B1 Reading: Can you understand, in a personal letter, not only narration and description, but also expressions of attitude or feeling?Can you find information in French sources as part of your studies?

B1 Speaking: Can you summarize a book or a film, or recount your own experiences? Can you express your goals or hopes for the future? Can you express and justify your opinions?

B1 Conversation: Can you engage in sustained conversation on a familiar topic without preparation? Can you deal with most ordinary situations that might arise on a trip to a French-speaking place?

B1 Writing: Can you write a simple, but coherent letter or blog posting of modest length on a familiar topic?

If you cannot do these things, you probably need further training at the B1 level [FREN 301 (previously FREN 122) and/or FREN 302 (previously FREN 123)].

B2

B2 Listening: Can you understand a long, complex lecture on a topic related to your studies or personal interests? Can you follow most films or television programmes in standard French?

B2 Reading: Can you understand essays, reports and scholarly articles in your own field of studies or on issues of current interest? Can you read literary works in standard, contemporary French prose?

B2 Speaking: Can you communicate clearly your opinions on a wide range of topics relative to your studies and personal interests? Can you present a hypothesis and argue effectively in its defence?

B2 Conversation: Can you converse spontaneously and naturally with a native French speaker, and can you hold your own in a discussion or argument with a group of native speakers?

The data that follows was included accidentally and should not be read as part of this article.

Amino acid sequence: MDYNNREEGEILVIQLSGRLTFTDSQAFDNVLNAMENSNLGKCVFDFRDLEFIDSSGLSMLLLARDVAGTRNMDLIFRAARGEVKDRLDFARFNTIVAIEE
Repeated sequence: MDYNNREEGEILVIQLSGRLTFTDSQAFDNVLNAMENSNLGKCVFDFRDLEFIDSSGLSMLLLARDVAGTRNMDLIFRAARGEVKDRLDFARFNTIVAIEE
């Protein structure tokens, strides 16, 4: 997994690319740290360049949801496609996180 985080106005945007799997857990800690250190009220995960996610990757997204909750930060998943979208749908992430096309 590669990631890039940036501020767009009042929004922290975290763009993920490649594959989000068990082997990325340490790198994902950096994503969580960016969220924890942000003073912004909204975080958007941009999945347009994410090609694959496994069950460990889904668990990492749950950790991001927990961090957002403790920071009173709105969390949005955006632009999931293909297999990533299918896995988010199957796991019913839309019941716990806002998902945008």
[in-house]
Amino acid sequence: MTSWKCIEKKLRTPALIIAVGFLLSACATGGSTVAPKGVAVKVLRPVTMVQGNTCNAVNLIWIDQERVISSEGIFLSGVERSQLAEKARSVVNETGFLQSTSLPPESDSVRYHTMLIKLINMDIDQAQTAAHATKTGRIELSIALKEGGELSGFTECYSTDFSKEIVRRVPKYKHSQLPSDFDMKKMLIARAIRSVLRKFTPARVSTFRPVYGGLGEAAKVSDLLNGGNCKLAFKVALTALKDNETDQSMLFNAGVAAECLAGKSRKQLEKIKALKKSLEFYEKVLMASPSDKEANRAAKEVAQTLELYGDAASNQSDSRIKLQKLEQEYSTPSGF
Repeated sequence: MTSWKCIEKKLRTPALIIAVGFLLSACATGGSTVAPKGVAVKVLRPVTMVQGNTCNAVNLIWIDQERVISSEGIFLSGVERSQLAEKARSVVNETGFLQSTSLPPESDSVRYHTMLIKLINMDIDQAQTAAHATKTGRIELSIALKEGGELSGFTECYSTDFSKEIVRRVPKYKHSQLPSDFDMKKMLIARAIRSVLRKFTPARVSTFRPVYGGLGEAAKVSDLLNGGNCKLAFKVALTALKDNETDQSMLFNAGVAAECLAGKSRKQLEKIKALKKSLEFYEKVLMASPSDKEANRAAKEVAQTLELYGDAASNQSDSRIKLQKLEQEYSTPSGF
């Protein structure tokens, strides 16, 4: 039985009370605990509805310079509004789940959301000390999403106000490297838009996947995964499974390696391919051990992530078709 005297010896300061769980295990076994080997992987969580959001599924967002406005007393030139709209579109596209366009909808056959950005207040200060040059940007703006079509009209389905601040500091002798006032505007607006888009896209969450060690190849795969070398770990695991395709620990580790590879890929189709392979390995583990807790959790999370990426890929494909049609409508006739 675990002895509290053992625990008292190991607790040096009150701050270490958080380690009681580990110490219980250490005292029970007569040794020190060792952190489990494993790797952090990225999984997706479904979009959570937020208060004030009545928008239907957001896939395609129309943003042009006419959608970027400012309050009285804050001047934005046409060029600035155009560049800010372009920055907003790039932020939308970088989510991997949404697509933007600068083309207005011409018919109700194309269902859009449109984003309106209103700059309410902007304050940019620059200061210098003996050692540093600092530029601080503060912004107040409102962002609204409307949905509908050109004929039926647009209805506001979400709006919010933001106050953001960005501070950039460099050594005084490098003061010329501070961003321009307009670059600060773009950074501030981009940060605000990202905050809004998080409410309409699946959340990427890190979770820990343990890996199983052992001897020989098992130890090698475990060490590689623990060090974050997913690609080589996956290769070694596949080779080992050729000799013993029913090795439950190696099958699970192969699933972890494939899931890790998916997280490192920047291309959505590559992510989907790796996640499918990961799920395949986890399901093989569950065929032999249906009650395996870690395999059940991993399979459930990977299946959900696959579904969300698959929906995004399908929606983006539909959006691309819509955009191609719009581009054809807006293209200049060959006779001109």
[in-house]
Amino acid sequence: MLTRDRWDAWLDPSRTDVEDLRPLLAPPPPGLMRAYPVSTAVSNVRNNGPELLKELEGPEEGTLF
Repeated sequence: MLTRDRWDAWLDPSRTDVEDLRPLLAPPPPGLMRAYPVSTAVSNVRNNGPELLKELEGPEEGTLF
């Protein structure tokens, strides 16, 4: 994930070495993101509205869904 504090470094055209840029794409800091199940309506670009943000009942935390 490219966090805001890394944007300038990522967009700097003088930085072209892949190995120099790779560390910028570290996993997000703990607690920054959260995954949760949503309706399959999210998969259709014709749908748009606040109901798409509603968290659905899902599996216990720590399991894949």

B2 Writing: Can you write a well organized and effectively argued essay in correct and idiomatic French? And can you write a personal letter or social-media posting that is not only informative but insightful?

If you cannot do these things, you probably need further training at the B2 level [FREN 401 (previously FREN 224) and/or FREN 402 (previously FREN 225)].


French Placement Test

The French Placement Test is designed to gauge a student's language proficiency and suggested course of action. It is not a challenge exam, nor does it result in credits being granted.

Typically, placement tests are only necessary when students have acquired some untutored knowledge of the language (through travel, family or non-credit courses) and want to advance, or wonder whether they should advance, to courses for which they do not have official credits or prerequisites.

You don’t need to take the French Placement Test if you are one of the following:

  • A continuing UBC student who has successfully completed a French prerequisite course
  • A transfer student from a post-secondary institution with French language transfer credits
  • A new student that has studied French in high school (I.e., French Immersion, AP, IB, or Core French 11 or 12)
  • A new student with no prior French language background
  • A new or continuing student who has DELF (or DALF) certificate

If you are one of the following, please see the French Placement Guidelines above.

The placement test will be delivered during these three time-periods for the courses taking place in 2021W:

  • June 21-24, 2021
  • July 12-15, 2021
  • August 16-19, 2021

Please complete this webform to request a French Placement Test. You will receive a link on the first day of each Placement period.

Once you submit your test, you will receive one of two possible next steps via Canvas within a week:

  1. If you receive a result and a course recommendation, you don’t need to attend the interview. You can register for the course at any time.
  2. You will be asked to attend an in-person placement interview to determine your appropriate course level.